“When I look at all these guys and how they’re playing, I’m not surprised that guys would be able to stand up to this,” Kentucky coach John Calipari said Tuesday. “The environment here, everything about it is preparing them for the NBA. It’s an NBA environment, how we practice, the competitiveness in practice, the games. Every shot matters here. … These kids, it’s kind of like their rookie year is here.”

Calipari coached Davis, Adebayo and Herro at Kentucky. He tried to coach Rondo, saying Tuesday that he nearly lured him onto the Dominican Republic’s national team – coached by Calipari – with hopes of qualifying for the Olympics.

Vogel was a manager and then video coordinator at Kentucky in the mid-1990s. Riley played at Kentucky for Adolph Rupp in the mid-1960s.

Kentucky is the fifth school to have four former players in a single NBA Finals, joining La Salle in 1956, UCLA in 1980, North Carolina in 1991 and Arizona in 2017. The top two scorers in the playoffs are almost certain to be former Kentucky standouts; Denver’s Jamal Murray currently holds the top spot with 504, and Davis is third with 432 — just five points behind Boston’s Jayson Tatum, a Duke product.

“Obviously, he coached in the league, so he knows what it takes to get there,” Davis said of Calipari. “I think that’s an advantage for all players who go to Kentucky. He’s able to get you ready in one, two years.”

It’s not lost on Heat coach Erik Spoelstra that the finals are going to be a Kentucky recruiting tool, and he also said that Riley isn’t shy about enjoying having players from his alma mater on the roster.

“We love Kentucky players because you’re there to get better, to be pushed, to understand what it means to play for a team, play a role and to train to become a pro at this level,” Spoelstra said. “You’re going to face good competition in practice. You’re going to be expected to work. It’s an environment that, as much as it possibly can, prepares you for the pros, even though it’s at the collegiate level.”

Miami’s Herro is likely to be the first player born in the 2000s to play in an NBA Finals game; he’s usually one of the first subs that the Heat use, so some first-quarter minutes for him on Wednesday night seem probable.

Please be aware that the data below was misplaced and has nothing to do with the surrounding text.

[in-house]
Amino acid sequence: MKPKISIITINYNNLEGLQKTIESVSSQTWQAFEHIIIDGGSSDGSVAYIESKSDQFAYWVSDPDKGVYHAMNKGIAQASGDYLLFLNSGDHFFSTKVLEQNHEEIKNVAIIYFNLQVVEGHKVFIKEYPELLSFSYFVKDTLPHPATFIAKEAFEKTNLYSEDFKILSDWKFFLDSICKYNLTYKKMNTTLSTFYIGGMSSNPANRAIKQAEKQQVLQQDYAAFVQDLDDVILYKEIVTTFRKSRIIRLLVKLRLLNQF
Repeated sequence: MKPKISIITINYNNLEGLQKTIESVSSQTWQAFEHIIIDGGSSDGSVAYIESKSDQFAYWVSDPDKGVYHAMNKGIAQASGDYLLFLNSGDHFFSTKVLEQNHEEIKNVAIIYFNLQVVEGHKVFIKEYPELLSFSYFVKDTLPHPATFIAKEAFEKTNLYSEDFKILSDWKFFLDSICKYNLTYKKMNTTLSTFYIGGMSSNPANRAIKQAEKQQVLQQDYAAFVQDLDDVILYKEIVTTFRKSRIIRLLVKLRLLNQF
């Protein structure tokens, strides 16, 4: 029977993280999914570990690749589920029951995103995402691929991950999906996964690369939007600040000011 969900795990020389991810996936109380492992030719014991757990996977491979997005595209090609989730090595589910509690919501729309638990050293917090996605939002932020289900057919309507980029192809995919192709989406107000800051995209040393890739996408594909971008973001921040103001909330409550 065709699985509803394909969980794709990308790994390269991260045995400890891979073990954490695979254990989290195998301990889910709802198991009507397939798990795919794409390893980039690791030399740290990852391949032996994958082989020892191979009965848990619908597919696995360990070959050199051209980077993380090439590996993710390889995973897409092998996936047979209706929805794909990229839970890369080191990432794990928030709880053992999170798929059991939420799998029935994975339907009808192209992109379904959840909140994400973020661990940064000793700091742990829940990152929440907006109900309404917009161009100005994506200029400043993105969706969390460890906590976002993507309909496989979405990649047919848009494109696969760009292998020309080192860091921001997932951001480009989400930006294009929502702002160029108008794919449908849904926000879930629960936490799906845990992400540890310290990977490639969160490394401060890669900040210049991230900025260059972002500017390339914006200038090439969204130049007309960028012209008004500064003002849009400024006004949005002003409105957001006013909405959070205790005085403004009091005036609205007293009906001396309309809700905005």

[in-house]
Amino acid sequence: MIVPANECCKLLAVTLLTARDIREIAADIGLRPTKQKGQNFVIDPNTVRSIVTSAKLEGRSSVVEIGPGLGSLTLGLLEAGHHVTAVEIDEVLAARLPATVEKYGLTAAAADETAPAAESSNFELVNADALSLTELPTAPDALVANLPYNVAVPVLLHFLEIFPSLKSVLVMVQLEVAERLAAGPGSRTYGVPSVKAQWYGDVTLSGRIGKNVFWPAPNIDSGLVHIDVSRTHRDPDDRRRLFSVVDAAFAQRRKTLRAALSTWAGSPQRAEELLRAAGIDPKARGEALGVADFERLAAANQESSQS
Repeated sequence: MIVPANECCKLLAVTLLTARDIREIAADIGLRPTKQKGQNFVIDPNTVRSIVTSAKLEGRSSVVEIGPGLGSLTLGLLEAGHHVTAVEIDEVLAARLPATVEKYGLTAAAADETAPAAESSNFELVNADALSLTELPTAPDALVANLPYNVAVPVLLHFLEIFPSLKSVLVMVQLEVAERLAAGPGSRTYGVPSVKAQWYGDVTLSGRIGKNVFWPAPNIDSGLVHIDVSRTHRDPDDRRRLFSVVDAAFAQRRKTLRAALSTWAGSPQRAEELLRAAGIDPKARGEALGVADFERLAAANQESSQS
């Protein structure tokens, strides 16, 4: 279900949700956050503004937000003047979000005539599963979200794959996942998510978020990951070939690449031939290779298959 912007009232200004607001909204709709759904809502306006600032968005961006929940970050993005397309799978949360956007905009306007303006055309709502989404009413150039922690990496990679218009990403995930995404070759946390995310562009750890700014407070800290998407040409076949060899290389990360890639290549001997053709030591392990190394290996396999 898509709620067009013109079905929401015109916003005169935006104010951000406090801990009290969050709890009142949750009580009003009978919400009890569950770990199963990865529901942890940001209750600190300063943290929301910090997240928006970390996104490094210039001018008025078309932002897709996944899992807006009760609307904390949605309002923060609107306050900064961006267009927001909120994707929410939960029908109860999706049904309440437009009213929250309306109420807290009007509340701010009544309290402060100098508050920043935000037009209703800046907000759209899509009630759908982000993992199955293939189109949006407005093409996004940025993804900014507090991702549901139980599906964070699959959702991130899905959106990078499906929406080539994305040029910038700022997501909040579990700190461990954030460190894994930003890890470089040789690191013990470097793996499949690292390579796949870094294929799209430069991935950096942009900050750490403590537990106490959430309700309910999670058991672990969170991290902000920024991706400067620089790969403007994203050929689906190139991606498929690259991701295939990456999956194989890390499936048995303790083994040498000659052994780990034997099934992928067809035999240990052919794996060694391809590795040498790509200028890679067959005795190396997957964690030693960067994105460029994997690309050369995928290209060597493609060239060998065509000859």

The 20-year-old is not the youngest player in the series, however.

Lakers rookie Talen Horton-Tucker doesn’t turn 20 until Nov. 25. He appeared in two games during the Western Conference semifinals but has been inactive for 12 of his team’s 15 postseason contests.

 

Kevin Durant admits he, Kyrie Irving “solidified” they were joining forces at All-Star Game

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Back in February of 2019, there was a video floating around of Kevin Durant and Kyrie Irving talking at the 2019 NBA All-Star Game in Charlotte. It led to a lot of speculation the two were planning to team up as free agents.

Days after that video was shot, the growing speculation led then Celtic Irving to scold the media and shoot down the idea he and KD were talking about teaming up, saying, “It’s a video of me and one of my best friends talking. And then it turns out to be a dissection of a free-agency meeting?… That’s what disconnects me from all that s***.”

Turns out, talking about free agency was exactly what they were doing.

Durant admitted it on his new podcast, The ETC’s with Kevin Durant on The Boardroom.  Get to the 36-minute mark and Durant says:

“The All-Star game video where they caught us in the hallway. That’s when it was solidified that we were going somewhere. They didn’t know for a fact where it was, but it was somewhere.” 

That somewhere turned out to be Brooklyn.

The groundwork for Durant and Irving’s partnership started long before All-Star Weekend in Charlotte, Durant said.

“Like we would have these types of [basketball related] conversations all day, every day. And it grew from there. It just grew from there, it was organic, you know what I’m saying? And it wasn’t something that you can kind of pinpoint and say like, this was the moment. It just, it just happened.”